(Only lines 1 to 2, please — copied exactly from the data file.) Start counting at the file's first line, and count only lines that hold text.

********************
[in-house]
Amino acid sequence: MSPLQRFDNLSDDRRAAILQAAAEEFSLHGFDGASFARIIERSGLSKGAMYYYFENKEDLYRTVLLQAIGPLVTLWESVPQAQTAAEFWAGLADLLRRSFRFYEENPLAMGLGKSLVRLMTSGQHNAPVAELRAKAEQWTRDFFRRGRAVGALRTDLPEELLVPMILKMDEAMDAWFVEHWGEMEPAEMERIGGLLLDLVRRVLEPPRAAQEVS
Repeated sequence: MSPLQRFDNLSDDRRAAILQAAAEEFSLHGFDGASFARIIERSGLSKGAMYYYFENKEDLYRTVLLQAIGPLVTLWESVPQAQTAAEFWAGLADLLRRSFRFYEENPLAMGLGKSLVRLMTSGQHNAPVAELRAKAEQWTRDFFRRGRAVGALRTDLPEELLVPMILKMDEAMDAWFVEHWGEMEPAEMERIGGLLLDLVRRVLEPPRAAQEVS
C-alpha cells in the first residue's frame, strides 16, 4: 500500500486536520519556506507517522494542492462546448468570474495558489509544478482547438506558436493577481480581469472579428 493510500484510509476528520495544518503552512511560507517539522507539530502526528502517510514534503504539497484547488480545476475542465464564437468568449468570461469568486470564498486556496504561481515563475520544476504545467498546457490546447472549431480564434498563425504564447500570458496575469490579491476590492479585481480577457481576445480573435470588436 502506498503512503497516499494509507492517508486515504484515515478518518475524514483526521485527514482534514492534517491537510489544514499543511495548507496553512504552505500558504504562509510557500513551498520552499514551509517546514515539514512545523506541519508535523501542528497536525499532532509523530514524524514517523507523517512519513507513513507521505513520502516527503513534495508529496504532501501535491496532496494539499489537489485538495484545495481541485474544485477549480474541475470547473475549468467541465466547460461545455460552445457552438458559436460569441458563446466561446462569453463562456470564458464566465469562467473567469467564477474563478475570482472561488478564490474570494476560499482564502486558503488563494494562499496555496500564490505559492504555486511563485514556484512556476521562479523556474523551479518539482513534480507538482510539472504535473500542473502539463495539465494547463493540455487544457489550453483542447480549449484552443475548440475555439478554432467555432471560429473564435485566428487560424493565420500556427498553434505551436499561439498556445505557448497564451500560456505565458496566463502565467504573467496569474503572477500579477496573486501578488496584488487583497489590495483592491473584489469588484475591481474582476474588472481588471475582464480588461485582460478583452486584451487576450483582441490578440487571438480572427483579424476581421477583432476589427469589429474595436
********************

[in-house]
Amino acid sequence: MSPLQRFDNLSDDRRAAILQAAAEEFSLHGFDGASFARIIERSGLSKGAMYYYFENKEDLYRTVLLQAIGPLVTLWESVPQAQTAAEFWAGLADLLRRSFRFYEENPLAMGLGKSLVRLMTSGQHNAPVAELRAKAEQWTRDFFRRGRAVGALRTDLPEELLVPMILKMDEAMDAWFVEHWGEMEPAEMERIGGLLLDLVRRVLEPPRAAQEVS